Unlike the electronic games of today, our toys of yesteryear were designed to encourage social interaction, develop creativity and inspire make believe. They taught children how to share, to take turns, to cooperate and to help each other.
How different from the expensive Santa’s wish lists of today with things like Costzon Infrared Remote Controlled Robots, Electric Dog BeatBowWow Interactive Learning Toys, Self Balancing Electric Scooters, Xtremepower Hover boards and LovaBella Baby Dolls that can recite a hundred words and mimic their owners actions.
What does that leave to old-fashioned imagination?
In the 60’s my siblings and I invented games around the Christmas theme. We set up present wrapping stations and cookie baking shops. We enacted mystery stories by pretending to steal “magic” light bulbs from the Christmas tree.
We spent entire days setting up our Lincoln logs, dollhouses or train sets.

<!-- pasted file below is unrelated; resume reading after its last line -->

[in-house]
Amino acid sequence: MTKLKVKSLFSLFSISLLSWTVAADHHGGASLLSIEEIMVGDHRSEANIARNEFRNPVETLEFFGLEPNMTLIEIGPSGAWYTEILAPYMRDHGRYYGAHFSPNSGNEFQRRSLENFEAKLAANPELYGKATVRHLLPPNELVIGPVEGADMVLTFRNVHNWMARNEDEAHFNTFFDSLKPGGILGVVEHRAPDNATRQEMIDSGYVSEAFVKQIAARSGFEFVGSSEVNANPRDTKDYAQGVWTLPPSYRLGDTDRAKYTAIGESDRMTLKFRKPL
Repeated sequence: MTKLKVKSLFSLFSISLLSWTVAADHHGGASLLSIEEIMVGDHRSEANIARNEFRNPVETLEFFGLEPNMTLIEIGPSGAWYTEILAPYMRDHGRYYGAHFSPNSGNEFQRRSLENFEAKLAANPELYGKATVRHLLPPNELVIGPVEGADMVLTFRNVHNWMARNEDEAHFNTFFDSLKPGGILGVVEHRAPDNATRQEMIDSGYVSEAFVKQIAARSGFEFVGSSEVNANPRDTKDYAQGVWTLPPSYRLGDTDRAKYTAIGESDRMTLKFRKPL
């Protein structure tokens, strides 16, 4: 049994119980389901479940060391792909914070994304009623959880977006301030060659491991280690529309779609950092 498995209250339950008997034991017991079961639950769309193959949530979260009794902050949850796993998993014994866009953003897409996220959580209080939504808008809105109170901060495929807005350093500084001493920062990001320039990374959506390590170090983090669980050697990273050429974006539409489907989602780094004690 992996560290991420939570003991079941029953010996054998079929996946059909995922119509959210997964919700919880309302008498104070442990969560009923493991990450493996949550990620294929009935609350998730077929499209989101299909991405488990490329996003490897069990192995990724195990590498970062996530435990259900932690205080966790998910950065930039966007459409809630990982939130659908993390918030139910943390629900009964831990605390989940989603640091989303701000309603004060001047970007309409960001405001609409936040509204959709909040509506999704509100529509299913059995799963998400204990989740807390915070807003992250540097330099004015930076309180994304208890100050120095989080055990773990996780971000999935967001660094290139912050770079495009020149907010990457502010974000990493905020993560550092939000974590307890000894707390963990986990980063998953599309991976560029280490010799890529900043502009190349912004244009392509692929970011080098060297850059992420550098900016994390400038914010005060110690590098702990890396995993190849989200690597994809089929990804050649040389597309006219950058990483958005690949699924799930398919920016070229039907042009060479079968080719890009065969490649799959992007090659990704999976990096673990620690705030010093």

We loved it when three generations sat around the kitchen table coloring, drawing or playing cards, especially when Grandpa Mac tried to get our bluff.
Have we lost our ability to play?
Wouldn’t it be more rewarding to engage in a game with a human being instead of an activator?
As the holiday season arrives with the usual media fueled, materialistic commercialization, find a way to curtail the frenzy, to roll on the floor and wrestle around with your kids.
Take time out to play. Have a pillow fight, a tickle fest, a story swap.
Play an antique game of Twister, Clue, Monopoly, Life or Mouse Trap.
Turn off computers, cell phones, electronic games, tune out social media and focus on family and friends.
Have Yourselves a Merry Little Christmas.
Slow down, step back, savor the season. Have fun! I’ll be back in 2 weeks.